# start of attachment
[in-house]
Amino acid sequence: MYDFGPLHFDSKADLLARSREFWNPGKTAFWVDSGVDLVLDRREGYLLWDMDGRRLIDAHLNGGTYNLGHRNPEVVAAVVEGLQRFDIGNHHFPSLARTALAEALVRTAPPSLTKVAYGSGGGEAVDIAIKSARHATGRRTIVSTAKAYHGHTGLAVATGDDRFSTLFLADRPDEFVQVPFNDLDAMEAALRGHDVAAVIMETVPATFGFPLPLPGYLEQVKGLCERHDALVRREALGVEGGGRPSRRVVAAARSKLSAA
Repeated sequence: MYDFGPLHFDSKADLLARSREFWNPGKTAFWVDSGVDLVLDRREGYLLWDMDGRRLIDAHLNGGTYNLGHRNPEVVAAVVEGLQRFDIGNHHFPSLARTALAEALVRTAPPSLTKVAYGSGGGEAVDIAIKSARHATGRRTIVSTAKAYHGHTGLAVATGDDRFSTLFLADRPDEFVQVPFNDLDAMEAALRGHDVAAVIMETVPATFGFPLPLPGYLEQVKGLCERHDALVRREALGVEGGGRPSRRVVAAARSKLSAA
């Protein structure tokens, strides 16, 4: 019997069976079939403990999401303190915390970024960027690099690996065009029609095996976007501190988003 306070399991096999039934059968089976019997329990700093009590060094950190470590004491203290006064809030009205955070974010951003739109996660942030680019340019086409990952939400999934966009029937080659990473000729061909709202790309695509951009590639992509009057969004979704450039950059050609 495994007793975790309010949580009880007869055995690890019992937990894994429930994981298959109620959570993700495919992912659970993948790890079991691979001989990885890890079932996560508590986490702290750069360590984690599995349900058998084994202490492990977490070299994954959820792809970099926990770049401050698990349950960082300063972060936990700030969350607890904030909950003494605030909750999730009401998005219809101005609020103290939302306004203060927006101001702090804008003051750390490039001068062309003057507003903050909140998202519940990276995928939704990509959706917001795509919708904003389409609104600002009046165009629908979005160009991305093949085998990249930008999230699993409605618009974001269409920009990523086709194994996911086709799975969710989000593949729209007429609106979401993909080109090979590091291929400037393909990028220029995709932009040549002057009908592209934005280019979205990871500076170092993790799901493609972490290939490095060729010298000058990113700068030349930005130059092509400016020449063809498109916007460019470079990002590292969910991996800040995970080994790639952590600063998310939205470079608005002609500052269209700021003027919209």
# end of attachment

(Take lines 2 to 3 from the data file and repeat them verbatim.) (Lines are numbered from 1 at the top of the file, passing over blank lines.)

Amino acid sequence: MYDFGPLHFDSKADLLARSREFWNPGKTAFWVDSGVDLVLDRREGYLLWDMDGRRLIDAHLNGGTYNLGHRNPEVVAAVVEGLQRFDIGNHHFPSLARTALAEALVRTAPPSLTKVAYGSGGGEAVDIAIKSARHATGRRTIVSTAKAYHGHTGLAVATGDDRFSTLFLADRPDEFVQVPFNDLDAMEAALRGHDVAAVIMETVPATFGFPLPLPGYLEQVKGLCERHDALVRREALGVEGGGRPSRRVVAAARSKLSAA
Repeated sequence: MYDFGPLHFDSKADLLARSREFWNPGKTAFWVDSGVDLVLDRREGYLLWDMDGRRLIDAHLNGGTYNLGHRNPEVVAAVVEGLQRFDIGNHHFPSLARTALAEALVRTAPPSLTKVAYGSGGGEAVDIAIKSARHATGRRTIVSTAKAYHGHTGLAVATGDDRFSTLFLADRPDEFVQVPFNDLDAMEAALRGHDVAAVIMETVPATFGFPLPLPGYLEQVKGLCERHDALVRREALGVEGGGRPSRRVVAAARSKLSAA